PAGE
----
A ‘mother’ to Koreans in Russia

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A ‘mother’ to Koreans in Russia

Nelly Em, 64, the principal of Russian-Korean School No. 1086 in Moscow, won the 2004 BiChuMi Grand Award last week for her contribution to educating ethnic Koreans in Russia.
The Korean Ministry of Gender Equality established the award in 2001 with sponsorship provided by the Samsung Life Foundation.
“When I was young, I felt miserable because of the way I was treated as a member of a minority,” she remembered. “Now I feel very proud of being an ethnic Korean. Educating our children to be proud Koreans is my calling.”
Ms. Em opened the school, the first of its kind in Russia, in 1992. “I faced strong opposition from residents when I tried to open the school,” she said. “But Korea has become more recognized, and people who protested the opening now ask me to enroll their grandchildren.”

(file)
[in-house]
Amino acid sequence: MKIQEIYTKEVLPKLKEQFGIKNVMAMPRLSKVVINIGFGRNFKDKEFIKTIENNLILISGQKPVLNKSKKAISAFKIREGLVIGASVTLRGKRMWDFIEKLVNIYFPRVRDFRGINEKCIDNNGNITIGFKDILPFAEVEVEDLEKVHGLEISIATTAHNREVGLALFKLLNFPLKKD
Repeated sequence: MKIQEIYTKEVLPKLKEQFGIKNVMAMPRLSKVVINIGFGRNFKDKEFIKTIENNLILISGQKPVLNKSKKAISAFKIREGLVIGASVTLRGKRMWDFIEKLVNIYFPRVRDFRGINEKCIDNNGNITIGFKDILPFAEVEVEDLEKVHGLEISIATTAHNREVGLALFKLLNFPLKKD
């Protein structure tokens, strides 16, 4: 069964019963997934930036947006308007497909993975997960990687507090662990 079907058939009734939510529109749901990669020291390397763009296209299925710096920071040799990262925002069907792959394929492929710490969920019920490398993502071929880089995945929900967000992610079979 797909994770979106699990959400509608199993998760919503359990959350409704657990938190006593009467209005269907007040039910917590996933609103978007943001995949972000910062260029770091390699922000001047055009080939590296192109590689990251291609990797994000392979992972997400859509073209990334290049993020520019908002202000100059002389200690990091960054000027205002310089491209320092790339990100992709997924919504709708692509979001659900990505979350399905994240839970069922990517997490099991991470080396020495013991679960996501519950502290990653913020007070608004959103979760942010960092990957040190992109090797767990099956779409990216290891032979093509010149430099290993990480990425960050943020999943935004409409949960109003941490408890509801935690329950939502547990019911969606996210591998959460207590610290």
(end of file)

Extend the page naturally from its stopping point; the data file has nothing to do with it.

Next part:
Sixty percent of the students attending the institution, which offers primary, middle and high school classes, are ethnic Koreans. Other students attend in order to learn Korean, as well as other subjects, in the hope of better job opportunities.
The Korean language is very popular in Russia, noted Ms. Em, who learned it on her own when she was in her fifties. Students jokingly ask her why she doesn’t get a better-paying job, since she speaks the language so well.
A fourth-generation Korean, Ms. Em graduated from a teachers’ college in Moscow in 1965. She is considered a godmother by many Korean foreign students.
“I felt very sorry for Korean students in Russia, because many of them ate only instant noodles,” Ms. Em said. “I make two tons of kimchi every year for them. Congressman Lee In-young and lawyer Kim Seong-guk still call me ‘mother,’” she added with a smile.
Ms. Em said she planned to bring Korean language teaching materials with her to Russia to compensate for the lack of Korean teachers at her school.


by Shin Ye-ri

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